Scotland’s National Learning Disability Awards
Created on 2 June 2017
Scotland’s first national Learning Disability Awards – run by the Scottish Commission for Learning Disability (SCLD) – took place on in Learning Disability week. Prizes were handed out in seven categories at the ceremony at the Grand Central Hotel in Glasgow. It was a glittering night that celebrated the rarely heard stories and achievements of those with learning disabilities and the people who support them.
The Sport Achievement award went to double world record-breaker Fiona Dawson for her success with the South Ayrshire Swim Team Para Squad.During her swimming career, Fiona has won multiple gold and silver medals in the Special Olympics and the European Down’s Syndrome Championships. Fiona, 36, is also playing a big part in inspiring the stars of the future by training to become a swimming coach. She said: “I started swimming at a young age and I grew up to love the water. I have a goal to help others and I’m getting the opportunity to do that now.”
Kirsty Allan, from Airdrie, Lanarkshire, was the winner in the Youth Achievement category. She was nominated after establishing a youth group where members support others in the community. One of their projects supported Syrian refugees and included a welcome event, with donations, live music and guest speakers from local support organisations. Kirsty, 26, commits a lot of her time to helping others. She also volunteers for a Parkinson’s disease charity and runs a social media site that keeps people with disabilities up to date with local events. She said: “I felt excited when my name was called out as the winner of the award. I really enjoy helping other people.”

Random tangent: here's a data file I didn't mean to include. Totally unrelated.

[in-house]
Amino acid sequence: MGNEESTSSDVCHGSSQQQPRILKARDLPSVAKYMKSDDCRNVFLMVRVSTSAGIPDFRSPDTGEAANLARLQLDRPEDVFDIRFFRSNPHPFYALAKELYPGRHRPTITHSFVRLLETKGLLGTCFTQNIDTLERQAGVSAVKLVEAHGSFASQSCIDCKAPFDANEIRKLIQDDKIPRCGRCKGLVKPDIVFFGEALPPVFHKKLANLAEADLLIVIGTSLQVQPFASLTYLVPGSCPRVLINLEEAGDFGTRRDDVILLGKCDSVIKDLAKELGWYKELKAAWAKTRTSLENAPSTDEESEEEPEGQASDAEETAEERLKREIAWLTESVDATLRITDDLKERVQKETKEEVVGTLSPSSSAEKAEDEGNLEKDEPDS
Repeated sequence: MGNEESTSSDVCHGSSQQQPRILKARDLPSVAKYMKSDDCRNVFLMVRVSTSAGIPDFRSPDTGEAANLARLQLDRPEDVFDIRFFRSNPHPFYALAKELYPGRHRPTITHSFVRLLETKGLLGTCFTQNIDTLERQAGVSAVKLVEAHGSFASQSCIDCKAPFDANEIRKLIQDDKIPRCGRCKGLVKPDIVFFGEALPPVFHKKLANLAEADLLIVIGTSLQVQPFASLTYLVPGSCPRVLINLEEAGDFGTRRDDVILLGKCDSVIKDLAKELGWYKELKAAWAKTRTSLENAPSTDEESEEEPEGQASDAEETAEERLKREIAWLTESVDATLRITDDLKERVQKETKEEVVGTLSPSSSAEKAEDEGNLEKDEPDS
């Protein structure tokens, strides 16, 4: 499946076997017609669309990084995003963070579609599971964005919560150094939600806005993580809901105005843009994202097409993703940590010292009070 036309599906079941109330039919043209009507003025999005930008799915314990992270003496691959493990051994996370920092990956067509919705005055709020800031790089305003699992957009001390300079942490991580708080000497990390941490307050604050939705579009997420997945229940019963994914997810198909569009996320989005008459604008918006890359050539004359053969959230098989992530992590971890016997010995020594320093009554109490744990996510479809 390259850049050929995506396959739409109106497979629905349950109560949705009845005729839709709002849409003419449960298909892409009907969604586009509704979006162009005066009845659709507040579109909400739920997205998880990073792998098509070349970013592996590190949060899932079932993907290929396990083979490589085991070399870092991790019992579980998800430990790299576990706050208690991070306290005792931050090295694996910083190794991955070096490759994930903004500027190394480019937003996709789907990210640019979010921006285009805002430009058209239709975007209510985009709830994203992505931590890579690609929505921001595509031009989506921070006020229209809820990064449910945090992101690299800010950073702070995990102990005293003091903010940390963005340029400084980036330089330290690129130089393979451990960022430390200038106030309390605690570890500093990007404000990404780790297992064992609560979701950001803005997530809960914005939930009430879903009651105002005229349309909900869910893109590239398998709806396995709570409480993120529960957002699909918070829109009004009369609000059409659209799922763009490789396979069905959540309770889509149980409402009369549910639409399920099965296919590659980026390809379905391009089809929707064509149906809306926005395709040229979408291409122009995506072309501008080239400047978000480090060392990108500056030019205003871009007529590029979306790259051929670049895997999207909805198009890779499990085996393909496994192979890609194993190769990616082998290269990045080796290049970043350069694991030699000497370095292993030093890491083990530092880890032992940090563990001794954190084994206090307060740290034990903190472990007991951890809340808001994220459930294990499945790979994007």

Ross Johnstone is a medical laboratory assistant at Monklands Hospital in Airdrie and his work there earned him the Employee Recognition prize. He started out as a Project SEARCH intern and impressed his team so much he was offered a permanent position. Four years later, Ross is now a supportive mentor to the current group of interns at the hospital. Only about seven per cent of people with learning disabilities Iin Scotland are in employment, so Ross is a real role model for those looking to join the workforce. The 22 year old said: “I feel very proud of myself and my family and the staff at Monklands are proud of me, too. Everyone was shouting, ‘Go Ross!’ when I won the award. It was very overwhelming.”